Administering prophecy in church services and in church life is such a large topic, an entire book could be devoted to it, so this short post will not be exhaustive by any means. I do want to lay out some helpful guidelines, however.
First, we have to lay down the fear of the unknown. Because allowing prophecy to function in your church is possibly one of the most uncomfortable unknowns out there. It’s not so much the fear of what God will do, but what people will do thinking they speak for God. If you are a pastor, set your mind from the beginning that you will have some messes to clean up—but know that what you gain from the messes can be worth the trouble (Proverbs 14:4)
Next, have a plan in place to gently and lovingly correct and mentor people who take the risk to step out in prophetic ministry and miss it. Use the least public way possible to correct them so they don’t shy away from trying again. If you don’t have a plan in place beforehand on how to deal with problems, then prophetic ministry can become an unmitigated disaster. I’ve seen it—it’s not pretty.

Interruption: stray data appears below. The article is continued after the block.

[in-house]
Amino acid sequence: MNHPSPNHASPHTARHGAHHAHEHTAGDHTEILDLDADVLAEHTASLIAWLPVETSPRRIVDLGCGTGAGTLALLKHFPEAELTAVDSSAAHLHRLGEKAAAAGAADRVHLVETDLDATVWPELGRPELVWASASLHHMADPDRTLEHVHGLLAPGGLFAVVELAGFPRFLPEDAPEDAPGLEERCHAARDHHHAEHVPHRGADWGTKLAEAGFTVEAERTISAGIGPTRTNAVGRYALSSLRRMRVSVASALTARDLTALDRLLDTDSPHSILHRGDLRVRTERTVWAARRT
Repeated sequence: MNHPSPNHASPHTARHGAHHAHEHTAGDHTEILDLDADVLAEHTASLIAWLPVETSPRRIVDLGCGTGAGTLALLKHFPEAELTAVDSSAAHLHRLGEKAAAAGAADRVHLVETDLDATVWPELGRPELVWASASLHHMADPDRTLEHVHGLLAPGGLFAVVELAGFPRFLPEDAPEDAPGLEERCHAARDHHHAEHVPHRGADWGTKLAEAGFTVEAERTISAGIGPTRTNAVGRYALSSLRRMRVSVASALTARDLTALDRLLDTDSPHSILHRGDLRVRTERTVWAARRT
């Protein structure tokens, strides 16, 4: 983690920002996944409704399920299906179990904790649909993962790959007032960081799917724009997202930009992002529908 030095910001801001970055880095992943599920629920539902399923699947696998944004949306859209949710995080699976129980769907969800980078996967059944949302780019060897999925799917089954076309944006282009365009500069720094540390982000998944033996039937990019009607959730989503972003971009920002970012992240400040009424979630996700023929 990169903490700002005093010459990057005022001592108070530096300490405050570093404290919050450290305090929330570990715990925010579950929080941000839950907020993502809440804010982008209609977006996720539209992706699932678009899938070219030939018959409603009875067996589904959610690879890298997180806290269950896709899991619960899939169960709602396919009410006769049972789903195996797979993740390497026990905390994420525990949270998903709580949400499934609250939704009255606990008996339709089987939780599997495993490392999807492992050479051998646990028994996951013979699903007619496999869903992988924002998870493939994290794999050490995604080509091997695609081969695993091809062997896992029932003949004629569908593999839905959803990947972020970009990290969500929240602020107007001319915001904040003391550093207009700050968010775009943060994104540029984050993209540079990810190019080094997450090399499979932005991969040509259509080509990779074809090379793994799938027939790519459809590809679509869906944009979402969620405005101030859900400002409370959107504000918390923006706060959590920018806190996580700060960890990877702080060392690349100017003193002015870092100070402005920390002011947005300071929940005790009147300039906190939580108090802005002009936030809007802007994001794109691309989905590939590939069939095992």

Third, learn from mistakes in administering prophetic ministry. Don’t be so bound by the original plan on how to deal with things that you don’t adapt. Each church, each small group and each ministry will be different. What has worked for others may or may not work for you—after all, you are inviting God to directly speak and lead your group, right? Let Him do it.
Ask God to guide and direct your prophetic ministry. If He can (and He can) speak to you, He will definitely help you learn and grow in administering prophetic ministry. Be firm, but don’t be rigid. There is a difference—and that goes for everyone involved. All too often people who are open to the notion of prophetic ministry lay aside all diligence and discernment. Everyone involved needs to be willing to embrace prophetic ministry while lovingly and honestly throwing away things that aren’t God.
When we “call a spade a spade” things go much better. It helps pastors and it helps everyone else to confidently know when God has spoken and when He hasn’t. It takes humility on the part of the pastor and everyone else to admit when they miss it, either in what they heard from the Lord or in administration of prophetic words.
In the end, everyone gets humbled, everyone grows and God has an open door to touch and woo the hearts of a congregation or ministry.